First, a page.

How to fine-tune a windsurfer for a long distance race

Long distance windsurfing: speed is not everything

Long-distance windsurfing marathons are a test of the sailors' overall fitness level. Speed is not everything.

When you're trying to win a long-distance windsurfing race, you must be comfortable upwind in order to sail for one hour.

In these challenges, you cannot prepare yourself and gear for reaching the highest top speed through the 50 kilometers.

It's all about having the best average top speed, with a trim that allows you not to be exhausted after one race.

"It's not about going at 120 percent, as in the PWA for a few minutes, but about going at 90 percent of the top speed you will need for one hour," explains Andrea Cucchi, Point-7 team manager and pro windsurfer.

"Some of you are thinking one hour is nothing. I sail for three hours. Yes, but never 15/20 minutes on one side."

Therefore, you need comfort and power to go upwind.

Unfortunately, sometimes you also need to go downwind, so you also need to tune up to have control in that direction.

Here's what you should do:

1. Footstraps

Usually, in slalom, you keep them a bit wider so that if the wind picks up or you need to go more downwind, you can push your feet more inside the strap, towards the center of the board, and gain control.

In long-distance windsurfing marathons, you want them to be tight so that your foot feels the footstrap all the time.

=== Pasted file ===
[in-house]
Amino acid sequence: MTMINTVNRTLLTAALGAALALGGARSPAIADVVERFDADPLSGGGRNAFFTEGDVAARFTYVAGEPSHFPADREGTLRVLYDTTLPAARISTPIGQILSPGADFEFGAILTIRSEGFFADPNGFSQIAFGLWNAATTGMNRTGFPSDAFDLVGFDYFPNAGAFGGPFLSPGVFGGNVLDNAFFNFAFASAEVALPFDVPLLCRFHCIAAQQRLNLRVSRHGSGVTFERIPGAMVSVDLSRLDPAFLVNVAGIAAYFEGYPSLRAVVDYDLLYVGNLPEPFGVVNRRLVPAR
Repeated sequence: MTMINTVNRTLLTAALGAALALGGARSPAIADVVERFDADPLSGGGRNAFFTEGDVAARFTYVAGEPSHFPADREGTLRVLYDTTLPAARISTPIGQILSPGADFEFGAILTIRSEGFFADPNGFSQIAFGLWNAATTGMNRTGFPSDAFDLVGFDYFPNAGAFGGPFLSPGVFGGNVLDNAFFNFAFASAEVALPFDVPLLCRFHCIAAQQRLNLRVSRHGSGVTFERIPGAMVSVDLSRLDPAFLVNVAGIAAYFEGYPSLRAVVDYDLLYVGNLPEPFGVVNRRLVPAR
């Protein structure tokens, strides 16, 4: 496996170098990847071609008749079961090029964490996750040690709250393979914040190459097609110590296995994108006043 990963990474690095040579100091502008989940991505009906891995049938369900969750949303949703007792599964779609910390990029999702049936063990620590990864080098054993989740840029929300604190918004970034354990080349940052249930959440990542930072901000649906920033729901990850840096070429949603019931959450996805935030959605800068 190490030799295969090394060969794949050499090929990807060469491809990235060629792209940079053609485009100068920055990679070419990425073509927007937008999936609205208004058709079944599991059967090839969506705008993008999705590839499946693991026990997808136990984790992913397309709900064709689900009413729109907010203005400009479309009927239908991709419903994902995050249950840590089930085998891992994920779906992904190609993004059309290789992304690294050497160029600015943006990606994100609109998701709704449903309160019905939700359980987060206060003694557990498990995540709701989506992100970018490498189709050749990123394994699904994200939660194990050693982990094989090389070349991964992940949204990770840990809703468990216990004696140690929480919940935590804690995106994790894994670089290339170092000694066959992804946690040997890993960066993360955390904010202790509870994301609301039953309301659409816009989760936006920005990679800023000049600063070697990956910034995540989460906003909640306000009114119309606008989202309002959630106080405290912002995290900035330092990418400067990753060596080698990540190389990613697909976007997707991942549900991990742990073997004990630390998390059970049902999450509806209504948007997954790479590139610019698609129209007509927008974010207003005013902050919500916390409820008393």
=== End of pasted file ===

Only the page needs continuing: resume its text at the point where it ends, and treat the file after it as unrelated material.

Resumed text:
It allows, especially for the front foot, to pull up in the strap to go more upwind.

If it is too wide, then you have to force your foot up even more, to feel the strap, to pull upwind, and this will kill your legs.

Calibrate your footstraps so that your feet fit in nicely, and not only the toes so that you feel the strap tight on top of your foot.

2. Fin

For going upwind, you need a bigger fin. In a competition like Défi Wind, you do not.

The water is flat, so there is no need to push upwind with power.

Also, if you use a too big fin, it will give you less control when sailing downwind or during stronger gusts.

3. Mast Track

We usually have it balanced to get the most power, speed, and control. In a long-distance race, your normal position will not work.

Put your mast track 2/3 centimeters further forward than your regular setup.

It will allow the weight and profile of your rig to keep the board down, so you get less tired of keeping the board on the water when gusts or waves hit the gear.

You might be a little slower, but it's better than being halfway through the race and having to slow down 50 percent of your potential as you are too tired.

4. Boom

To go upwind, you normally keep your boom higher to get more power out of the fin but, in Defi Wind, the upwind is done over a long distance, so you don't need so much power.

Having the boom too high will get you tired - lower the boom from your normal position.

A couple of centimeters will not hurt your performance over 50 kilometers.

5. Harness Lines

Normally in overpowered conditions and waves, you tend to have longer harness lines, and in light wind or flat water, you tend to shorten them.

At Défi Wind, the water is flat or choppy.

The best is to have shorter harness lines than usual. Use them a size shorter than what you would normally use.

6. Adjustable Outhaul System

If you feel that you have too much power or you are getting tired, just pull the adjustable outhaul, flatten the profile, depower the sail, and get some energy back.

Or if you see that the wind is dropping, you are losing speed, and you have the energy to take advantage of more power, then release the adjustable outhaul, and gain some speed.

"Plan a comfortable trimming for the whole race. When you're on the water, you don't have time to switch anything," concludes Cucchi.

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